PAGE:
On Screen: “Eileen”


Anne Hathaway demonstrates remarkable versatility in “Eileen,” a low-budget psychological thriller about a woman who works in a Massachusetts juvenile detention facility for boys in the 1960s.

Lonely, bitter, often bullied 24 year-old Eileen Dunlop (Thomasin McKenzie) lives with her often drunk, domineering, widowed father (Shea Whigham), who used to be the town’s chief of police. She’s a clerical worker at the detention center and frequently indulges in sexual fantasies that involve a hunky security guard and moving to New York City.

Then, one wintry day, a new psychologist is added to the prison staff: beautiful, platinum blonde Rebecca St. John (Hathaway), a confident Harvard graduate.

Transfixed by Rebecca’s tawdry, seductive ‘film noir’ glamour, Eileen is thrilled when Rebecca befriends her — since they seem to share a mutual interest in a mysterious young inmate, Lee Polk, who apparently killed his father.

Exuding infatuation, obsession and repressed desire, the unconventional relationship between the two women quickly deepens, leading to some intriguing criminality.

Directed by William Oldroyd from a cryptic, pulpy screenplay by Luke Goebel and his wife Ottesam Moshfeh, based on Moshfeh’s debut 2015 novel, it’s most notable for its jarring, far-fetched, third-act almost-Hitchcockian twist, leading to an unexpected conclusion which — on second viewing — may have been subtly foreshadowed.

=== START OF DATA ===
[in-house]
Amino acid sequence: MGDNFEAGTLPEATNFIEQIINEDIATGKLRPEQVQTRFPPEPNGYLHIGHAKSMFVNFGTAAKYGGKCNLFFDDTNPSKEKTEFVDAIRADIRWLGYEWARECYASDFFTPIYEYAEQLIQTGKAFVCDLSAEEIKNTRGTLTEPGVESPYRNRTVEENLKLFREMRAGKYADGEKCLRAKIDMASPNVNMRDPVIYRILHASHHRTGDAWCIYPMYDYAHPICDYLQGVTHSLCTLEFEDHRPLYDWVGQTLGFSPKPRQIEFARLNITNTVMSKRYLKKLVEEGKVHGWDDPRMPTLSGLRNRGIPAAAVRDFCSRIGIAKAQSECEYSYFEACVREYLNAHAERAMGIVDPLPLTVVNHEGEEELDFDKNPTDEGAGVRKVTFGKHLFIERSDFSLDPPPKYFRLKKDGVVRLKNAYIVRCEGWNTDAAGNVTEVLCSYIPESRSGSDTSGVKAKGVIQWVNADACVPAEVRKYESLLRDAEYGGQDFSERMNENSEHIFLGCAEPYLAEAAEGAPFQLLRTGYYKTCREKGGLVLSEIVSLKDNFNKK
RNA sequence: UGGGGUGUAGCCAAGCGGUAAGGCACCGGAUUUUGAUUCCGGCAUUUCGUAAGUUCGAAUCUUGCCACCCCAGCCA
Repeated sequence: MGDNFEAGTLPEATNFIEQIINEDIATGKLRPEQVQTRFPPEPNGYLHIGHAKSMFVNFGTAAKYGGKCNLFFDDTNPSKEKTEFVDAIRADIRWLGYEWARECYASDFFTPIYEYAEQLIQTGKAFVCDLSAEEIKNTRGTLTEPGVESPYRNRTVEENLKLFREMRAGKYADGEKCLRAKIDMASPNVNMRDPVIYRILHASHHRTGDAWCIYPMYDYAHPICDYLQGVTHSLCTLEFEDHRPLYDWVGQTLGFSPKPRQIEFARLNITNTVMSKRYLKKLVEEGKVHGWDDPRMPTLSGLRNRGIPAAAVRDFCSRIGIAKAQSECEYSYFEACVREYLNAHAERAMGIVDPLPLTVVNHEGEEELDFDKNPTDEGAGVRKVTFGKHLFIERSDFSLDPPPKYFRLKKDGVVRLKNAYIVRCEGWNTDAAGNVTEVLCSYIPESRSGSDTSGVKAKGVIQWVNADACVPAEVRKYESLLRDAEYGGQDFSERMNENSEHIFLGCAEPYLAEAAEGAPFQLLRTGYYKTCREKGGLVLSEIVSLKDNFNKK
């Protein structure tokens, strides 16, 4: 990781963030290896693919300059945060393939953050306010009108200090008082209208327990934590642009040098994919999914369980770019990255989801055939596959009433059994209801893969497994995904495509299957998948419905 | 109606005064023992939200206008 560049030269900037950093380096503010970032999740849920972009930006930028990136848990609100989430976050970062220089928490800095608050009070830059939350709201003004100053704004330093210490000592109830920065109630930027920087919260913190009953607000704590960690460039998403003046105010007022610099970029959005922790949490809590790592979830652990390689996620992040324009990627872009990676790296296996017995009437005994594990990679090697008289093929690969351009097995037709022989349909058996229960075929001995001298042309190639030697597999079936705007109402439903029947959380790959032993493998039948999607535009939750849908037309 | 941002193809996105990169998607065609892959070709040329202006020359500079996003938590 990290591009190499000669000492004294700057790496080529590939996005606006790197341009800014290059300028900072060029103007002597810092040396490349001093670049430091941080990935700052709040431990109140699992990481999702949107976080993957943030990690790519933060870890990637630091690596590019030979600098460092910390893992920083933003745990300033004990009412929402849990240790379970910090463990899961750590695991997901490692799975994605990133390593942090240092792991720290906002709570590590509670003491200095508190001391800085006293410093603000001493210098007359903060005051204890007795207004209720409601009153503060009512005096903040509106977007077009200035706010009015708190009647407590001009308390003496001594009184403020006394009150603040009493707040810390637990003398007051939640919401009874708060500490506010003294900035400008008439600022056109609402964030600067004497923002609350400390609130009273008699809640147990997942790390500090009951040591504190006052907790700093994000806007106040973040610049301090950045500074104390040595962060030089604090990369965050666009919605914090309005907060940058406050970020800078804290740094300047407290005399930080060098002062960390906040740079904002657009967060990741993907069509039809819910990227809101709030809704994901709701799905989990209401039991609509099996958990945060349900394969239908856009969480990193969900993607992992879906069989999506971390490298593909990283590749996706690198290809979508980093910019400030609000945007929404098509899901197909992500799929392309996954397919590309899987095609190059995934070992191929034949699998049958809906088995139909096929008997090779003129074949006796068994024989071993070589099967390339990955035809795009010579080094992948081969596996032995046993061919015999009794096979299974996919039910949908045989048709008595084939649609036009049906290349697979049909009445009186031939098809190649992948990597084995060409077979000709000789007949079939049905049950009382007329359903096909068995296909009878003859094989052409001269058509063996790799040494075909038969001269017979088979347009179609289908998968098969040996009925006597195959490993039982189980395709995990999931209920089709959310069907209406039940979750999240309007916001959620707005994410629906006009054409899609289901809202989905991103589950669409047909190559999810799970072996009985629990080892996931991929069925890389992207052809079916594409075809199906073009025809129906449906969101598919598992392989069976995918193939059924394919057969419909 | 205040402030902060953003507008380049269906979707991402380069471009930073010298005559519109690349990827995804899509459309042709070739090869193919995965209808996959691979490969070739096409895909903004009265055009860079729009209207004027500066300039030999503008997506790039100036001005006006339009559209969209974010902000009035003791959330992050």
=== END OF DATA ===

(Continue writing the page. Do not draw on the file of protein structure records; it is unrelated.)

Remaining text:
Although it looks like grainy film stock — because of the tight budget — cinematographer Ari Wegner used ARRI ALEXA digital cameras with a special Angenieux 25-250 HR zoom lens.

Do you recognize young Thomasin McKenzie from “The Power of the Dog?” This — now-grown — New Zealand actress adroitly captures Eileen’s naïve, multi-layered vulnerability, while Anne Hathaway projects Rebecca’s sophisticated self-importance.

And automotive buffs may spot a ‘goof’ when Eileen explains to a coworker that her “cat in her car” is damaged, causing smoke — referring to her catalytic converter. Oops! The film is set in the 1960s and catalytic converters weren’t routinely installed until 1975.

On the Granger Gauge of 1 to 10, “Eileen” is a sinister 6, streaming on Prime Video, Apple TV and Vudu.


Susan Granger is a product of Hollywood. Her natural father, S. Sylvan Simon, was a director and producer at M.G.M. and Columbia Pictures. Her adoptive father, Armand Deutsch, produced movies at M.G.M.

As a child, Susan appeared in movies with Abbott & Costello, Red Skelton, Lucille Ball, Margaret O’Brien, and Lassie. She attended Mills College in California, studying journalism with Pierre Salinger, and graduated from the University of Pennsylvania with highest honors in journalism.

During her adult life, Susan has been on radio and television as an anchorwoman and movie and drama critic, syndicating her reviews and articles around the world, including Video Librarian. She has appeared on American Movie Classics and Turner Classic Movies. In 2017, her book 150 Timeless Movies was published by Hannacroix Creek Books. Her website is www.susangranger.com.

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